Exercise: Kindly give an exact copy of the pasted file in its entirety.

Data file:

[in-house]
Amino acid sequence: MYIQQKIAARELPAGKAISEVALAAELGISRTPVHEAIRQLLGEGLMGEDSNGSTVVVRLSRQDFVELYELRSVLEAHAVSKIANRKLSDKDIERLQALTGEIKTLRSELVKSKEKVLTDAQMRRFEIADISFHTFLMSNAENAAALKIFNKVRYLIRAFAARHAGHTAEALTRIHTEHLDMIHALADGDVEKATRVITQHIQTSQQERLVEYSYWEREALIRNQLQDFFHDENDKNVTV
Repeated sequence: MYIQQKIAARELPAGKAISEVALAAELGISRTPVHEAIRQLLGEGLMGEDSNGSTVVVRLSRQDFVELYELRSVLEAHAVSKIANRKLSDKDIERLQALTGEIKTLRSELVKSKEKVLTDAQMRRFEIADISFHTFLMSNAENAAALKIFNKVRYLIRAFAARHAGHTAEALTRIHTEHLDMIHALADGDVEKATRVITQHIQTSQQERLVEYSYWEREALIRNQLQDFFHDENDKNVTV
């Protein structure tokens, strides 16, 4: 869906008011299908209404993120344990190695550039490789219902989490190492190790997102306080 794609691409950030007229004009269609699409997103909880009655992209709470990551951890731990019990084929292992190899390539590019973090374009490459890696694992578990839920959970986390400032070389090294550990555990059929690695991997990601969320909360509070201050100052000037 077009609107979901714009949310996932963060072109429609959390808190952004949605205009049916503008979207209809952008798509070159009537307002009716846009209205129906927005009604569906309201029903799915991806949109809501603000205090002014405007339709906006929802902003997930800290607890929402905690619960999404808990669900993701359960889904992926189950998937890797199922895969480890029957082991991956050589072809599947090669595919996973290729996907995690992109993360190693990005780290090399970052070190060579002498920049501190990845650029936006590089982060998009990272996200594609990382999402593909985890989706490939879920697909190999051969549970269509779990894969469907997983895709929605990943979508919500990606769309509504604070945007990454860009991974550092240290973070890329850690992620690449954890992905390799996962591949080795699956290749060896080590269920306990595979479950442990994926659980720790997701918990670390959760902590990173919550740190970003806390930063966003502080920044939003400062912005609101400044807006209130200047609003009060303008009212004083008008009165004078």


[in-house]
Amino acid sequence: MYIQQKIAARELPAGKAISEVALAAELGISRTPVHEAIRQLLGEGLMGEDSNGSTVVVRLSRQDFVELYELRSVLEAHAVSKIANRKLSDKDIERLQALTGEIKTLRSELVKSKEKVLTDAQMRRFEIADISFHTFLMSNAENAAALKIFNKVRYLIRAFAARHAGHTAEALTRIHTEHLDMIHALADGDVEKATRVITQHIQTSQQERLVEYSYWEREALIRNQLQDFFHDENDKNVTV
Repeated sequence: MYIQQKIAARELPAGKAISEVALAAELGISRTPVHEAIRQLLGEGLMGEDSNGSTVVVRLSRQDFVELYELRSVLEAHAVSKIANRKLSDKDIERLQALTGEIKTLRSELVKSKEKVLTDAQMRRFEIADISFHTFLMSNAENAAALKIFNKVRYLIRAFAARHAGHTAEALTRIHTEHLDMIHALADGDVEKATRVITQHIQTSQQERLVEYSYWEREALIRNQLQDFFHDENDKNVTV
């Protein structure tokens, strides 16, 4: 869906008011299908209404993120344990190695550039490789219902989490190492190790997102306080 794609691409950030007229004009269609699409997103909880009655992209709470990551951890731990019990084929292992190899390539590019973090374009490459890696694992578990839920959970986390400032070389090294550990555990059929690695991997990601969320909360509070201050100052000037 077009609107979901714009949310996932963060072109429609959390808190952004949605205009049916503008979207209809952008798509070159009537307002009716846009209205129906927005009604569906309201029903799915991806949109809501603000205090002014405007339709906006929802902003997930800290607890929402905690619960999404808990669900993701359960889904992926189950998937890797199922895969480890029957082991991956050589072809599947090669595919996973290729996907995690992109993360190693990005780290090399970052070190060579002498920049501190990845650029936006590089982060998009990272996200594609990382999402593909985890989706490939879920697909190999051969549970269509779990894969469907997983895709929605990943979508919500990606769309509504604070945007990454860009991974550092240290973070890329850690992620690449954890992905390799996962591949080795699956290749060896080590269920306990595979479950442990994926659980720790997701918990670390959760902590990173919550740190970003806390930063966003502080920044939003400062912005609101400044807006209130200047609003009060303008009212004083008008009165004078």